Australia threatens China with sanctions for backing Russia

Canberra warned it will move ‘in lockstep’ with allies to punish Beijing over any military support it might give to MoscowAustralia threatens China with sanctions for backing Russia

Australia threatens China with sanctions for backing Russia

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Australian Prime Minister Scott Morrison said China would face consequences if it backs Russia’s attack on Ukraine, arguing such a move would be an “abomination” while hinting at new international sanctions for Beijing.

Asked whether any penalties were in store for China over its refusal to condemn the ongoing Russian assault, the PM told reporters that Australia would join with allies in sanctioning the country.

“We will move in lockstep with our partners and allies on these issues, and the United States has made some very clear statements about this and we support those statements,” he said on Wednesday, calling on “the whole world” to “put an end to this terrible violence and aggression by Russia in Ukraine.”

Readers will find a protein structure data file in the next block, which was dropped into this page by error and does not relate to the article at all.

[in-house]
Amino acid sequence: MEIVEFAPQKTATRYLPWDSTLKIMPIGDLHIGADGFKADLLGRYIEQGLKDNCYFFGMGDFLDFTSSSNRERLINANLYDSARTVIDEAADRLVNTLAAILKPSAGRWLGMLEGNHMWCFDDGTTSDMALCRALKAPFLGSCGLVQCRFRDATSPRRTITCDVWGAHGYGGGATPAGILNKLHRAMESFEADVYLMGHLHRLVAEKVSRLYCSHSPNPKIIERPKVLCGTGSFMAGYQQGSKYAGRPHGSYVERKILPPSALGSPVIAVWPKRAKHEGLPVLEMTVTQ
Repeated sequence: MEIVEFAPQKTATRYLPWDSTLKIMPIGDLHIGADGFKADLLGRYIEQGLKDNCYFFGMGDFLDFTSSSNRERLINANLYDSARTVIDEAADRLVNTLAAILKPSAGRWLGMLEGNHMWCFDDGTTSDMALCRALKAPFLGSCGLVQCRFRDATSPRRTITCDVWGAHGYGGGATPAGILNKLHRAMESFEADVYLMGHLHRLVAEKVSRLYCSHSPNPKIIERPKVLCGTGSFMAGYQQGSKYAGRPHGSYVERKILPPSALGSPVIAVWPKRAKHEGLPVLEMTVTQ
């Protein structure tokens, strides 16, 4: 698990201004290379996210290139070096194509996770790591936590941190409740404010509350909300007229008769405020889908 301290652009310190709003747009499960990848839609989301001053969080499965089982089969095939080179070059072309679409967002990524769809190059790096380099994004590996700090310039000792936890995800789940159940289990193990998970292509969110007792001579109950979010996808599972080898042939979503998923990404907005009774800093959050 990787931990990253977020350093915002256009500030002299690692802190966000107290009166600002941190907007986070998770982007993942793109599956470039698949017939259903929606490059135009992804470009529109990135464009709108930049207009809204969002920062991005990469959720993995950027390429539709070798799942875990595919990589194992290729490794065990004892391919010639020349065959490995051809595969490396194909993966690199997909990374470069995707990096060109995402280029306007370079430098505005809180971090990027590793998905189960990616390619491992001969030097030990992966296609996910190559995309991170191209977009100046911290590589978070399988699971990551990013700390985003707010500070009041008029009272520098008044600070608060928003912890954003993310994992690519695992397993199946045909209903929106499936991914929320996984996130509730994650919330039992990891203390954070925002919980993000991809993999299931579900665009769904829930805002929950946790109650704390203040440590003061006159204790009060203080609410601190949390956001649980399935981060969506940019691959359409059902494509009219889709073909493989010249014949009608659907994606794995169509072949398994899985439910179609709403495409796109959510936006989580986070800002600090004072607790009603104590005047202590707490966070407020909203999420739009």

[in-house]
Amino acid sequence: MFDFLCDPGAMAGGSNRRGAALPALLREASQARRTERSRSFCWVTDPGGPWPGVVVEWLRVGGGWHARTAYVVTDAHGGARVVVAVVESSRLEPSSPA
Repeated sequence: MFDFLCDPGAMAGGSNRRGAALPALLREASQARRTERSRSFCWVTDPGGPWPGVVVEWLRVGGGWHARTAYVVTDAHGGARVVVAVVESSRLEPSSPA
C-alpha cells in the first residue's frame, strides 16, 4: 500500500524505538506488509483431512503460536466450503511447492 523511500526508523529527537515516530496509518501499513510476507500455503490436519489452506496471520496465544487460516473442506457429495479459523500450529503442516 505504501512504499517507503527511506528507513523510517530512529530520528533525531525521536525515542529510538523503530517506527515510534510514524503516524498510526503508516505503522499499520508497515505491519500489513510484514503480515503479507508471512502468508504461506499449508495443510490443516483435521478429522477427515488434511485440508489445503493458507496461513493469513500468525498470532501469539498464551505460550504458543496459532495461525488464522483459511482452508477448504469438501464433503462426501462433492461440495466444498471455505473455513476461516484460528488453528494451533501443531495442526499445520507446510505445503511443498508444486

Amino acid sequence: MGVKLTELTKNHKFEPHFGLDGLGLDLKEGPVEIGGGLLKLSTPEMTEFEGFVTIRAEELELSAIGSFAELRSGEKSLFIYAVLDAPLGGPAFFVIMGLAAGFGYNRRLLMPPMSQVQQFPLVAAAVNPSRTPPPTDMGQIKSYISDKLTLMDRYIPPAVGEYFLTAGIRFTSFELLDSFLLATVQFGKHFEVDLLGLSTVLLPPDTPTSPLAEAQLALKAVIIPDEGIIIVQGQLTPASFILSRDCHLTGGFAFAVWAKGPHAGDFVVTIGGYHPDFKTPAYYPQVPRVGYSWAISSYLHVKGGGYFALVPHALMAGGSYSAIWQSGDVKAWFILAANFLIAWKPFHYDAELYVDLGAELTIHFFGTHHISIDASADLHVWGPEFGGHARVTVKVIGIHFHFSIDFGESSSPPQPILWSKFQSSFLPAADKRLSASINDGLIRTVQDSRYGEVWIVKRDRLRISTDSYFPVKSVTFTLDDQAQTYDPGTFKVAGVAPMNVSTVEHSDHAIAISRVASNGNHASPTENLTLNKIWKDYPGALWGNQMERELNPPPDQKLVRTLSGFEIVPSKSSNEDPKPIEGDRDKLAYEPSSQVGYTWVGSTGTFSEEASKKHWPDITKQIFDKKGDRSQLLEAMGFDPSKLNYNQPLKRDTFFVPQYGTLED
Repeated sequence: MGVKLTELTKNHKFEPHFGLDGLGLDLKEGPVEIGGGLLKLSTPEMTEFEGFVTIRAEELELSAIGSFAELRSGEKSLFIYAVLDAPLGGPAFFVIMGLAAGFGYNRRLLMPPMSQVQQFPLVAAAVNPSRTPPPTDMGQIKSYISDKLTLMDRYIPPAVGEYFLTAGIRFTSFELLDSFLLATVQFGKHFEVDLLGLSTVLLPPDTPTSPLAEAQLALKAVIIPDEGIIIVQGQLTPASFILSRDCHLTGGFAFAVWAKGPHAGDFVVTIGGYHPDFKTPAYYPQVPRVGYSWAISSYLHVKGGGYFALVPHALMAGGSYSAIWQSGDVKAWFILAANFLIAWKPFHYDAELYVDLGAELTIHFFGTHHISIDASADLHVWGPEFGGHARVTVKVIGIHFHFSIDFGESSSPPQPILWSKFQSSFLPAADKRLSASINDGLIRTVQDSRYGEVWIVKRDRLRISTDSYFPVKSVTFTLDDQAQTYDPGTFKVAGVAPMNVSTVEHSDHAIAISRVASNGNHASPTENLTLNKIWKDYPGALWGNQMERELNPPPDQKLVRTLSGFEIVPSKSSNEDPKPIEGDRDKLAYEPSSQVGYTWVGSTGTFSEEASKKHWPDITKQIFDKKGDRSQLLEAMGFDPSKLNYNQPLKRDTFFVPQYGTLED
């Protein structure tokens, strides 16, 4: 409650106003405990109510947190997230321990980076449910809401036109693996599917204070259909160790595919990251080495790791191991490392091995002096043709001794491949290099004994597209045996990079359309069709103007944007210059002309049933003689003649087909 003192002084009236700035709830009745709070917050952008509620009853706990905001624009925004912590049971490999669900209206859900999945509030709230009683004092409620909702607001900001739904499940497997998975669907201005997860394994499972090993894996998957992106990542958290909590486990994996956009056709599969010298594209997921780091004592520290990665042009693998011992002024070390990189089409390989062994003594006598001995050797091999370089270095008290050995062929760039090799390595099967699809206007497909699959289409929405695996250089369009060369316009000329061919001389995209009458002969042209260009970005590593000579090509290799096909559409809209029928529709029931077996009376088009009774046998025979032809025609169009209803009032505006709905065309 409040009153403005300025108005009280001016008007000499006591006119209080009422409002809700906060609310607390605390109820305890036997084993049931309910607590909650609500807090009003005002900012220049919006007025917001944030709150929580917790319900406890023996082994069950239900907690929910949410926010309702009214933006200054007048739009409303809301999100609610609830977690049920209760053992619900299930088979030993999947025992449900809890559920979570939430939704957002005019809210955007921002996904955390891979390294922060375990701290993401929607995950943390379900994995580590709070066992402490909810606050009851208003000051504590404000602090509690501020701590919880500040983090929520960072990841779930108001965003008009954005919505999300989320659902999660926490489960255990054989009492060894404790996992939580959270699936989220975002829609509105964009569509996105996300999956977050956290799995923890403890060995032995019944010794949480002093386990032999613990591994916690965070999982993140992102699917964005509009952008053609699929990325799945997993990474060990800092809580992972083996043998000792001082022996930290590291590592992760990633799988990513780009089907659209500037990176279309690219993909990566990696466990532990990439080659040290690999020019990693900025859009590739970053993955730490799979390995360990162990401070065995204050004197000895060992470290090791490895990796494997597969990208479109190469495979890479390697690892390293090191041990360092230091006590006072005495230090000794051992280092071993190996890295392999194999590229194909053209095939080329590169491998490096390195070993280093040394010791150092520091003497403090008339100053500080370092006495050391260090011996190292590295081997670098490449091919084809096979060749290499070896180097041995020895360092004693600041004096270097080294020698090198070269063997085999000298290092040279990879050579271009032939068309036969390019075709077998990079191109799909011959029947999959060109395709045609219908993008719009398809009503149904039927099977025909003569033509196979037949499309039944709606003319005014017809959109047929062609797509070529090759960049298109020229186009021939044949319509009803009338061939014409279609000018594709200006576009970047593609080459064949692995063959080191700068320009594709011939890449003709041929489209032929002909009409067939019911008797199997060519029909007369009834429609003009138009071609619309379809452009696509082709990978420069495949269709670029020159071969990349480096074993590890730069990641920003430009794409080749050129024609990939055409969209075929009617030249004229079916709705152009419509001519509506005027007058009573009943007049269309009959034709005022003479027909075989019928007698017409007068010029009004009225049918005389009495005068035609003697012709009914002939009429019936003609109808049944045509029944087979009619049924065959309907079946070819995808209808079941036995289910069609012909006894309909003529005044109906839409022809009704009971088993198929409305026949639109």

Morrison went on to argue that Beijing must be “very transparent” about its ties to Moscow, including “when it comes to throwing them an economic lifeline during this global crisis” and “potentially what, if any, support has been discussed for military support for Russia,” adding the latter decision “would be an abomination.”

US warns China against helping Russia

US warns China against helping Russia

READ MORE: US warns China against helping Russia

The leader’s comments follow similar statements from Washington, which has also warned of “significant consequences” for any military or economic assistance to Moscow.

“We will not allow that to go forward and allow there to be a lifeline to Russia from these economic sanctions from any country, anywhere in the world,” US National Security Advisor Jake Sullivan said last Sunday, ahead of a meeting with Chinese diplomat Yang Jiechi in Rome.

Despite reports that China is now in talks with Russia and offering to provide aid, officials in Beijing have rejected the charge as “disinformation,” while the country’s US Embassy said it was unfamiliar with any such plans.

Moscow sent troops into Ukraine in late February, accusing Kiev of refusing to implement a peace plan for two breakaway republics in the Donbass region following years of fighting. Ukraine has called the “special operation” an unprovoked attack, a stance echoed by the US and a long list of allies, which have retaliated with far-reaching sanctions on Russia and ramped up arms deliveries to the Ukrainian military.


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